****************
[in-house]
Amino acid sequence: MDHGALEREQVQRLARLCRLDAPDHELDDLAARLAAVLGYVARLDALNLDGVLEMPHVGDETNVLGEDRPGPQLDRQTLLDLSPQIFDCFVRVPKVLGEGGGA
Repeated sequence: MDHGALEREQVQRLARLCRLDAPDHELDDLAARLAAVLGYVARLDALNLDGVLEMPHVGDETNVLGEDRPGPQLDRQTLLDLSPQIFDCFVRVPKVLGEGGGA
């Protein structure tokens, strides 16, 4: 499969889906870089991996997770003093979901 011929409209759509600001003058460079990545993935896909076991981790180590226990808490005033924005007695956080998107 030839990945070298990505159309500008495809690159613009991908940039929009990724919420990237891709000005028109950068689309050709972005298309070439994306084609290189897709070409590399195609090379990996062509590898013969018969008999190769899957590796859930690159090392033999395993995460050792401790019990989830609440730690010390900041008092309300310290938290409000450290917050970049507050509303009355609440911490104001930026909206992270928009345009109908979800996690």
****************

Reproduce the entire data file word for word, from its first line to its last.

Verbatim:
[in-house]
Amino acid sequence: MDHGALEREQVQRLARLCRLDAPDHELDDLAARLAAVLGYVARLDALNLDGVLEMPHVGDETNVLGEDRPGPQLDRQTLLDLSPQIFDCFVRVPKVLGEGGGA
Repeated sequence: MDHGALEREQVQRLARLCRLDAPDHELDDLAARLAAVLGYVARLDALNLDGVLEMPHVGDETNVLGEDRPGPQLDRQTLLDLSPQIFDCFVRVPKVLGEGGGA
């Protein structure tokens, strides 16, 4: 499969889906870089991996997770003093979901 011929409209759509600001003058460079990545993935896909076991981790180590226990808490005033924005007695956080998107 030839990945070298990505159309500008495809690159613009991908940039929009990724919420990237891709000005028109950068689309050709972005298309070439994306084609290189897709070409590399195609090379990996062509590898013969018969008999190769899957590796859930690159090392033999395993995460050792401790019990989830609440730690010390900041008092309300310290938290409000450290917050970049507050509303009355609440911490104001930026909206992270928009345009109908979800996690």